An eye for an eye for an eye for an eye...

You have a point there.
In fact the most "fair" system here IMO would be to let the victims (or their family in case of murder) decide of the adequate punishment as long as the guilt is proven. That way those who feel that the death of the criminal's wouldn't change anything could just have him sent to prison

View PostChyros, on 11 November 2013 - 18:21, said:

I bet I could program an internet

#153 Golan

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Posted 08 February 2011 - 15:09

 CJ, on 8 Feb 2011, 15:05, said:

You have a point there.
In fact the most "fair" system here IMO would be to let the victims (or their family in case of murder) decide of the adequate punishment as long as the guilt is proven. That way those who feel that the death of the criminal's wouldn't change anything could just have him sent to prison
Exactly. Gearing the law towards revenge means turning it into a grab bag of personal vendettas - which isn't the point of the law or a Rechtsstaat at all. So why keep a grab bag for a single crime? One where people aren't even allowed to grab anything?

Edited by Golan, 08 February 2011 - 15:11.

Now go out and procreate. IN THE NAME OF DOOM!

#154 Ghostrider

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Posted 09 February 2011 - 18:49

The point of law is to offer a harmed party appropriate consolation. In the case of a murdered loved one, the ideal consolation would be to bring the loved one back, and the murderer would forfeit their right to be in society (note: not their right to live). Obviously we can't resurrect dead people, so the best we can do is take the murderer away.

And what difference does it make if the person is in jail for life or dead? Either way nobody will ever have to see them again, and the person will never have an impact on society. They might as well be dead, but it's more cost effective to keep them alive and imprisoned, not to mention more morally acceptable for the majority of people in the world.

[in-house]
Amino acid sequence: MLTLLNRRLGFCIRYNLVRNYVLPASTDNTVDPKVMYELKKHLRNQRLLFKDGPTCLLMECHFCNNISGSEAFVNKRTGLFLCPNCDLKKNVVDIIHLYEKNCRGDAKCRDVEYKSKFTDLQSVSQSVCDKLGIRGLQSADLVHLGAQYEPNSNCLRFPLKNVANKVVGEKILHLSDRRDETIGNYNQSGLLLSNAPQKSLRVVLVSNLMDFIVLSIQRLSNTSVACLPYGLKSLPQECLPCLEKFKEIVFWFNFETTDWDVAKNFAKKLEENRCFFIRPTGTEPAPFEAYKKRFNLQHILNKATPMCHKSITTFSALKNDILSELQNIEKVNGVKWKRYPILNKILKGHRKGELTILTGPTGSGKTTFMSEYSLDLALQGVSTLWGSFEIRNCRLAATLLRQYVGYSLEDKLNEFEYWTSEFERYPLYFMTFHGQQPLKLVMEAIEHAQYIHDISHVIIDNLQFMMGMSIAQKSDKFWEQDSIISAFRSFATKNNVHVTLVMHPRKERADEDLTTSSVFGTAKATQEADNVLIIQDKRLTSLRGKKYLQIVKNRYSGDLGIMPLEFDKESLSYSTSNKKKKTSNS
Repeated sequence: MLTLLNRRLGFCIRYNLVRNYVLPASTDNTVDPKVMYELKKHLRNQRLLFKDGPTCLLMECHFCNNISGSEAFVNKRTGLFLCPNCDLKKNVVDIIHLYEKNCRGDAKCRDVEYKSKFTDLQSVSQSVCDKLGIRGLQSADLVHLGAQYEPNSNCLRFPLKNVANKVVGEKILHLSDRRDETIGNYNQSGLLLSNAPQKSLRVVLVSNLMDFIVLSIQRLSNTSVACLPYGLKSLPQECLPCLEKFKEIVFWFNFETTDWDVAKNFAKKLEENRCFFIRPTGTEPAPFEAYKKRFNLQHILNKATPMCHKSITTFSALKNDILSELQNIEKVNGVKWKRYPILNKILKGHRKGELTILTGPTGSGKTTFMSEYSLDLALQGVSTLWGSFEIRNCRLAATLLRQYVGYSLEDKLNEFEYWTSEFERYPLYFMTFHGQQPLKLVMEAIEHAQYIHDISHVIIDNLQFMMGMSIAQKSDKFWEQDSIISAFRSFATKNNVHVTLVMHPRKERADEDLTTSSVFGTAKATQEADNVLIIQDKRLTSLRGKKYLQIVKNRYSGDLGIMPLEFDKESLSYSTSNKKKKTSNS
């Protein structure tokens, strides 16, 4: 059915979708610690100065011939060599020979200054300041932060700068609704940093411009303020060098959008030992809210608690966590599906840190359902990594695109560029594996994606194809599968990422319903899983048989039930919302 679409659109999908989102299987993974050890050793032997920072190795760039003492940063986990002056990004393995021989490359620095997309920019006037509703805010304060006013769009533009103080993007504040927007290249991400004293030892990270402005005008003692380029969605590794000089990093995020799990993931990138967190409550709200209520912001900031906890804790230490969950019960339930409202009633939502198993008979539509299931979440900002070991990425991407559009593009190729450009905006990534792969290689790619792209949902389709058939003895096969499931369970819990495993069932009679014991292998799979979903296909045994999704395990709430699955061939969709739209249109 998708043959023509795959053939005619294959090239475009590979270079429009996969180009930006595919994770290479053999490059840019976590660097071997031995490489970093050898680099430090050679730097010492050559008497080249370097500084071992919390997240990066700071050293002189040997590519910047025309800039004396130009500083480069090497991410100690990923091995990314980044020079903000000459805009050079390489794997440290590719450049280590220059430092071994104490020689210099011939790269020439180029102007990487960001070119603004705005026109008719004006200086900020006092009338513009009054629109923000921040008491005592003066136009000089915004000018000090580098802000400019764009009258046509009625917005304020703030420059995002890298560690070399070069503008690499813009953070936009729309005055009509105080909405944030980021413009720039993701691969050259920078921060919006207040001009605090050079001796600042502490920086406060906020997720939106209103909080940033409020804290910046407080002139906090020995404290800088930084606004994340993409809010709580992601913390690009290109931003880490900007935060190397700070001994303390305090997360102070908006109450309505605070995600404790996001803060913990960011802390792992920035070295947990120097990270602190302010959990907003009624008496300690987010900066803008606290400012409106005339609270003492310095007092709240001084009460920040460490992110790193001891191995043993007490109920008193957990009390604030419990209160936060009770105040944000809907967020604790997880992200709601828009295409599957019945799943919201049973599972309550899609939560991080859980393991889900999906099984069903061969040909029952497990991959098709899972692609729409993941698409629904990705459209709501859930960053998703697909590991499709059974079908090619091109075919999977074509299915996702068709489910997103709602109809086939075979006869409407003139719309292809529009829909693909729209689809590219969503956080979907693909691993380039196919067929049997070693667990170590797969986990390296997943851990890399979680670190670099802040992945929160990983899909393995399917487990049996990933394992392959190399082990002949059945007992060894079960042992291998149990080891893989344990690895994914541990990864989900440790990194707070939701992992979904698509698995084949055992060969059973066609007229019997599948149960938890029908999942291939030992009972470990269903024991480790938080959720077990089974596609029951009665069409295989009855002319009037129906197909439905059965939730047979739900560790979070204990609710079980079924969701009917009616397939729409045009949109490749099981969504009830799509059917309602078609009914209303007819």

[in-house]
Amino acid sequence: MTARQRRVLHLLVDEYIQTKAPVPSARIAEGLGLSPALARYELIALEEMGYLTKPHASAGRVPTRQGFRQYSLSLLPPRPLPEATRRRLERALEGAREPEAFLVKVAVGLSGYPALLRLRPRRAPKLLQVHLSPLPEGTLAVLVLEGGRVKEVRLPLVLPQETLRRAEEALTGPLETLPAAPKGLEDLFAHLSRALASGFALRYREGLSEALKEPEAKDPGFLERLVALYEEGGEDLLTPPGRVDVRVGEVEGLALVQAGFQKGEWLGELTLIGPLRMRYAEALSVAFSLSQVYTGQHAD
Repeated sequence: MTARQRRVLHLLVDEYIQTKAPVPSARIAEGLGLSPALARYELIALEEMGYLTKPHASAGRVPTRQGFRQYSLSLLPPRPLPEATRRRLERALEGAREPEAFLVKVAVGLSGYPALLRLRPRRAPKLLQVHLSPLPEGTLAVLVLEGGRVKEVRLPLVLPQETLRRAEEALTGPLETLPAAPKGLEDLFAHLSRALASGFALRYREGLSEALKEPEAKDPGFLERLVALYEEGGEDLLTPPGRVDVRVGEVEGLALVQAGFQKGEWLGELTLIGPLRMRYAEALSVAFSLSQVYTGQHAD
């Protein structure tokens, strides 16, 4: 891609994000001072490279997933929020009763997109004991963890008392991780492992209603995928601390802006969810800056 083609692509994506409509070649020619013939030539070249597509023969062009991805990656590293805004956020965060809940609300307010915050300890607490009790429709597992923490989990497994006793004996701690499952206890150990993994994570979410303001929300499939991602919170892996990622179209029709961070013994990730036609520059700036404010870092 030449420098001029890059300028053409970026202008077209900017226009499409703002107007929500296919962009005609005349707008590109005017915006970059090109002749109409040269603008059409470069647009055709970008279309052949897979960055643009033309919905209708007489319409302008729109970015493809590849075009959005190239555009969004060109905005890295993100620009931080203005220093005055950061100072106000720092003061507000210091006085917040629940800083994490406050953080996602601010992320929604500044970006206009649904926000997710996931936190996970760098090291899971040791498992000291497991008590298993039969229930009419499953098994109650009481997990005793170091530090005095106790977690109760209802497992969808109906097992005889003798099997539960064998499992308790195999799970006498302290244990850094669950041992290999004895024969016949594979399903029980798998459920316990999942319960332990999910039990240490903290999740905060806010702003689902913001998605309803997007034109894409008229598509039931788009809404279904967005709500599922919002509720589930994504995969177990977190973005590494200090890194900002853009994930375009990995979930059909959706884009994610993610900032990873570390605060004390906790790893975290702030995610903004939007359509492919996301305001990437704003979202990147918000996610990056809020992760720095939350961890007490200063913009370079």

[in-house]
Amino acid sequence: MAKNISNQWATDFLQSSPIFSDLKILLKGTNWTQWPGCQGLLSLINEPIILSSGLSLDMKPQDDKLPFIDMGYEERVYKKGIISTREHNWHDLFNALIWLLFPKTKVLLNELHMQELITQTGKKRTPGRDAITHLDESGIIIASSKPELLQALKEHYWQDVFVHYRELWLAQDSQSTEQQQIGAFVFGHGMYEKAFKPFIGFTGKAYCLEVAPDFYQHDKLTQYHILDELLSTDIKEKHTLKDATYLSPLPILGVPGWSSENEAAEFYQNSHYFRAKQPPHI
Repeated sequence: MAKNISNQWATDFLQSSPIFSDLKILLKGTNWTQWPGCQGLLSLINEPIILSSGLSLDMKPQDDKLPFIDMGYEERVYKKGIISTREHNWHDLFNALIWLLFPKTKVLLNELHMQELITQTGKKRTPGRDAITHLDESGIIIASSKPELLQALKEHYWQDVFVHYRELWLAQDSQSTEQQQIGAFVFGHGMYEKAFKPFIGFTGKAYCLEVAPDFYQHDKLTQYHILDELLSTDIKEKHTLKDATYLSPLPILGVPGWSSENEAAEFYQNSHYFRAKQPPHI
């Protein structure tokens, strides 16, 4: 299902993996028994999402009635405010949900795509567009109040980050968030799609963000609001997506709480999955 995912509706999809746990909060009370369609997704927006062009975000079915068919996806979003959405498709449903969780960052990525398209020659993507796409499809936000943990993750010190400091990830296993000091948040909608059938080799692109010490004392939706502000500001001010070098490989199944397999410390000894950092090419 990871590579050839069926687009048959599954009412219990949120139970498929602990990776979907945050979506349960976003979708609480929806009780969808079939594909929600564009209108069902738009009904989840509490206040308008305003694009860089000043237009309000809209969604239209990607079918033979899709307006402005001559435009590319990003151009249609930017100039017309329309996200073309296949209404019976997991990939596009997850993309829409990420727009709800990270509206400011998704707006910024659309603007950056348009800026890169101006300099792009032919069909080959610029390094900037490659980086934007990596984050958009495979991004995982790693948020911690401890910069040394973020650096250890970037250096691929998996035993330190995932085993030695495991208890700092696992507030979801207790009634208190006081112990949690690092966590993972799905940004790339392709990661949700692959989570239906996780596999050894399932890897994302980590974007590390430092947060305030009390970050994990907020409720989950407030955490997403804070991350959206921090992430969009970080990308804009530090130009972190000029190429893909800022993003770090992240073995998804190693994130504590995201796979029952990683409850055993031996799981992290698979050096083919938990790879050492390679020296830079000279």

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#155 BeefJeRKy

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Posted 11 February 2011 - 22:43

Guys, I appreciate how you avoided a flame war on the last page. Let's just keep it less personal alright?

Since I posted here, I may as well express my opinion. I am against the death penalty because it is completely irreversible. I don't believe in an afterlife, so I wouldn't like to pull the plug one someone even if he killed say my mother or brother or father or anybody. How much better would I be than the murderer in the first place? Human life is too precious to waste. Furthermore, if there is a chance that a mistake was made in convicting that person, it can be corrected. The death penalty is a serious issue that cannot be approached that easily.
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#156 Slevered


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Posted 23 February 2011 - 19:42

You guys should see the documentary "14 Days in May". It's a great documentary about the death penalty and death row. I shed a man tear at the end.

The number of innocent people taking the death penalty in the U.S. is 10% (that is only the ones they have found innocent after death so the number can only be higher).

Even cops here have said that they framed people to look guilty (specifically before the miranda law).

This is also not counting people proven innocent before death.

Edited by Slevered, 23 February 2011 - 19:56.